Mainstream economists everywhere exhibit an qirrational passion for dispassionate rationality.q Behavioral economists, and long-time critic of mainstream economics suggests that people in mainstrean economic models qcan think like Albert Einstein, store as much memory as IBMas Big Blue, and exercise the will power of Mahatma Gandhi, q suggesting that such a view of real world modern homo sapiens is simply wrongheaded. Indeed, Thaler and other behavioral economists and psychology have documented a variety of ways in which real-world people fall far short of mainstream economists' idealized economic actor, perfectly rational homo economicus. Behavioral economist Daniel Ariely has concluded that real-world people not only exhibit an array of decision-making frailties and biases, they are qpredictably irrational, q a position now shared by so many behavioral economists, psychologists, sociologists, and evolutionary biologists that a defense of the core rationality premise of modedrn economics is demanded.Equilibrium may never exist in reality, given the constant, complex fluctuations in the multitude of variables in the real world, but there is no reason it need exist in reality. All that is required is that equilibrium can be conceived as a mentalanbsp;...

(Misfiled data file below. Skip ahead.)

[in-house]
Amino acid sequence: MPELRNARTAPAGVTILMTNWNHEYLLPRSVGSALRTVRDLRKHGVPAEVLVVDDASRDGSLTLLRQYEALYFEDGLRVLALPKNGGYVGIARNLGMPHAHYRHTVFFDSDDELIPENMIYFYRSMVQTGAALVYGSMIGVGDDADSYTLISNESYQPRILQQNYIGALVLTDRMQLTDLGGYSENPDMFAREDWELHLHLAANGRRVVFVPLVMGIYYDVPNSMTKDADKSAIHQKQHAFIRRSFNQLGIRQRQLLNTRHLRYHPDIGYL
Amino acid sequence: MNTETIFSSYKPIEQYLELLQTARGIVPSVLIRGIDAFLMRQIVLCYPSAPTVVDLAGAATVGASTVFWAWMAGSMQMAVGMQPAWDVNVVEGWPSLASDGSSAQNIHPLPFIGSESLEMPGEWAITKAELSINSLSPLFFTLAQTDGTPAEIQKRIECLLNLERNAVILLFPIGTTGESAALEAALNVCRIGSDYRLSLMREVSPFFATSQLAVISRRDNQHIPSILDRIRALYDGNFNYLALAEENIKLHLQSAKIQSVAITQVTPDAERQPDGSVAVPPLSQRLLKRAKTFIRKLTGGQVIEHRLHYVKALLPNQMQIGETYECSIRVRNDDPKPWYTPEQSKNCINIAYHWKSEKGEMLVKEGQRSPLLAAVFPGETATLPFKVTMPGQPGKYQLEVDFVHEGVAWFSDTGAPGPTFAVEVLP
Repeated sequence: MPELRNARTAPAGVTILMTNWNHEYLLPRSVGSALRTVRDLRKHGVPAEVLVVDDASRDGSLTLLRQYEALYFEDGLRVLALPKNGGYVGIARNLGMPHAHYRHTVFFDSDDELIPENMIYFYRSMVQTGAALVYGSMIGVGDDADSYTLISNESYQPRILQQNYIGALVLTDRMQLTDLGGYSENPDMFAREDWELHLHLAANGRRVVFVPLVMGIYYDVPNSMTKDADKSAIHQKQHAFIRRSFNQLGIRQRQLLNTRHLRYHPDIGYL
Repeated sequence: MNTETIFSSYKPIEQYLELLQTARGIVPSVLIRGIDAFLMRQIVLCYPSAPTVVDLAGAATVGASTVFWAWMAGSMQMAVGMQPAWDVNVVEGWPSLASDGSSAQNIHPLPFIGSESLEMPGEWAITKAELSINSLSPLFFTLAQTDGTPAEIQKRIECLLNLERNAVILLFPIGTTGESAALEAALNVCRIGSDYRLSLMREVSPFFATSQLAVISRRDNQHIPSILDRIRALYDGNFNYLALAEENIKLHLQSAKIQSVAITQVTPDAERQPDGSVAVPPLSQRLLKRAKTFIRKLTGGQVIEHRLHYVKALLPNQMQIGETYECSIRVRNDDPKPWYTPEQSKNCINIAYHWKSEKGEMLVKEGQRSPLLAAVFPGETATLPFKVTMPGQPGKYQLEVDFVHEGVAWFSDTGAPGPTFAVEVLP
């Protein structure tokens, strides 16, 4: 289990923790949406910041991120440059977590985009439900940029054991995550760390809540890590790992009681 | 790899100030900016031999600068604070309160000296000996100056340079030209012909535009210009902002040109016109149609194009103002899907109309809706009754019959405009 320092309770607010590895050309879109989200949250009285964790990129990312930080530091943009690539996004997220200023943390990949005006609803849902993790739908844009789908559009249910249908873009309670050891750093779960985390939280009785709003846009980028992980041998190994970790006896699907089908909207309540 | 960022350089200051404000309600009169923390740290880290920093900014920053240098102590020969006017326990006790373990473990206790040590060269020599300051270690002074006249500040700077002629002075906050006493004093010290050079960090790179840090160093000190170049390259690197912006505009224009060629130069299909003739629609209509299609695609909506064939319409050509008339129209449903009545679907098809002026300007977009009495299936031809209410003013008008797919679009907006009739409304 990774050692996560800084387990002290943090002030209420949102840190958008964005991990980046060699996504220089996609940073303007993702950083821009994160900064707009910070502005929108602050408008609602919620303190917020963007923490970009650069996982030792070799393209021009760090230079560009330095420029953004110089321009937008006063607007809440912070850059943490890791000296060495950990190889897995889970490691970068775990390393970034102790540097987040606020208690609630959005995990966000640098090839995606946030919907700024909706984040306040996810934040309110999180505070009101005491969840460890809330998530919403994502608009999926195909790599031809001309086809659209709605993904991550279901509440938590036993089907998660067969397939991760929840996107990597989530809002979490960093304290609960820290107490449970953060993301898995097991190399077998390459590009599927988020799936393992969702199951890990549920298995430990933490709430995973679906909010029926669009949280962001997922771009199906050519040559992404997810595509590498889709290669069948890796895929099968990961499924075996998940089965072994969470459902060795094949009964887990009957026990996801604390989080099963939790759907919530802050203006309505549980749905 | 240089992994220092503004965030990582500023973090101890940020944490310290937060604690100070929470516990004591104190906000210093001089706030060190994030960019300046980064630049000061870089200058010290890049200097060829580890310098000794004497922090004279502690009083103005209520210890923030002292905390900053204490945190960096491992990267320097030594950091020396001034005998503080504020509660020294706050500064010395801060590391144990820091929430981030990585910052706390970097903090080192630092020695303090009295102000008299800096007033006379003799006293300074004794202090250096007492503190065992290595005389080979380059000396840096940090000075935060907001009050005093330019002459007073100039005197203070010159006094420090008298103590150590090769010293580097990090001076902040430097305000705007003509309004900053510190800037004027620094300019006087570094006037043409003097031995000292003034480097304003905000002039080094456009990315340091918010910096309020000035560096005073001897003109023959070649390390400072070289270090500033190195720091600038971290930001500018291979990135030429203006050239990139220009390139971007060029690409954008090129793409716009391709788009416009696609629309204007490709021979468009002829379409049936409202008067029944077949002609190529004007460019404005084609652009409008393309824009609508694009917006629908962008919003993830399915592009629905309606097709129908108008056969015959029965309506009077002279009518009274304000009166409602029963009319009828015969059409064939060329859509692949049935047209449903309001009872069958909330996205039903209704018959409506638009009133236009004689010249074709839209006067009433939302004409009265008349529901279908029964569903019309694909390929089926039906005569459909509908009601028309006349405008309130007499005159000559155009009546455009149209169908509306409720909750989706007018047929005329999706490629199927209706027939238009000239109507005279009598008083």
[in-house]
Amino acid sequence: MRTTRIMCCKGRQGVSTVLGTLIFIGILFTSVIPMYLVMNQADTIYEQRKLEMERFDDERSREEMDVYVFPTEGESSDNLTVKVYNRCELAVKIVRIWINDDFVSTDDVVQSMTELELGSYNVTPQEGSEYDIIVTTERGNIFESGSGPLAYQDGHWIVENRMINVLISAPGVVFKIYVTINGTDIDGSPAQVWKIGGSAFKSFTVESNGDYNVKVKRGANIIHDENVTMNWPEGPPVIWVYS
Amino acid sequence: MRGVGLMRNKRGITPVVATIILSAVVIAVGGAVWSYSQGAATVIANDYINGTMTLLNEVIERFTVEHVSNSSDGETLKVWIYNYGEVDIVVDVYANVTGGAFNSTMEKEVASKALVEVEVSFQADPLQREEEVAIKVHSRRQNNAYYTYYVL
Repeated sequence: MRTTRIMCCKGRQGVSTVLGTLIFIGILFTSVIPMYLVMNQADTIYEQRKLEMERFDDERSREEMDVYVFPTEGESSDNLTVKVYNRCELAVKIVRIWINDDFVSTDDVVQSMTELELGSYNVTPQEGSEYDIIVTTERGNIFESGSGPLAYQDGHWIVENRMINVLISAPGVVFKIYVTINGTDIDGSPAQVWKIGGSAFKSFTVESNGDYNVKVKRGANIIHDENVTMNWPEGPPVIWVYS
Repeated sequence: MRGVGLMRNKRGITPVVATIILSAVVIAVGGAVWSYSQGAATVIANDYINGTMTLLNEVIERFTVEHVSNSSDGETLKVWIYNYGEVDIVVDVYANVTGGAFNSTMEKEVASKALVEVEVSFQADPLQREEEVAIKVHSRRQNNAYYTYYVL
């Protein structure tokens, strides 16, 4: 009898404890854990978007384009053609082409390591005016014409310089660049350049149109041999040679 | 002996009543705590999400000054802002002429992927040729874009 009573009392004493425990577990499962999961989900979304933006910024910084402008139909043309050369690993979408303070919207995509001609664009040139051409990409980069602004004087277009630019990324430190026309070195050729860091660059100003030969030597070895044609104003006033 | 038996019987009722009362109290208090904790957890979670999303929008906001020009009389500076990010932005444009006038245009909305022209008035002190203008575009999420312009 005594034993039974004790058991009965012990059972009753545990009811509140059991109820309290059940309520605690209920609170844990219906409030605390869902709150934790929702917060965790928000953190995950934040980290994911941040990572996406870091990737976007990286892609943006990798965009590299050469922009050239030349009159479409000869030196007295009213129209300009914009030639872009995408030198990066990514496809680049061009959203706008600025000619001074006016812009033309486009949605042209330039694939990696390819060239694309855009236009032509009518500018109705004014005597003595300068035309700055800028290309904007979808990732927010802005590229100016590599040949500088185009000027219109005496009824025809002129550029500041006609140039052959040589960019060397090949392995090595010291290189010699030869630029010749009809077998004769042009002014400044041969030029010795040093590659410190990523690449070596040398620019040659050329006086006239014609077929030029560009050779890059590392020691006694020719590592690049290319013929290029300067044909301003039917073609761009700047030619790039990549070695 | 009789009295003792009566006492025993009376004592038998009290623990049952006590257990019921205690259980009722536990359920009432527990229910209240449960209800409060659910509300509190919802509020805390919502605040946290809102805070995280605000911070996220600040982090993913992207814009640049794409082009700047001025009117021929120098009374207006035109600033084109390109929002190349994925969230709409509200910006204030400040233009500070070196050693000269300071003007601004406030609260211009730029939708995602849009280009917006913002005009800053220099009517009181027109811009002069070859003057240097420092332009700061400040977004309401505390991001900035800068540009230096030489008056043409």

|Author||:||Richard B. McKenzie|
|Publisher||:||Springer Science & Business Media - 2009-10-21|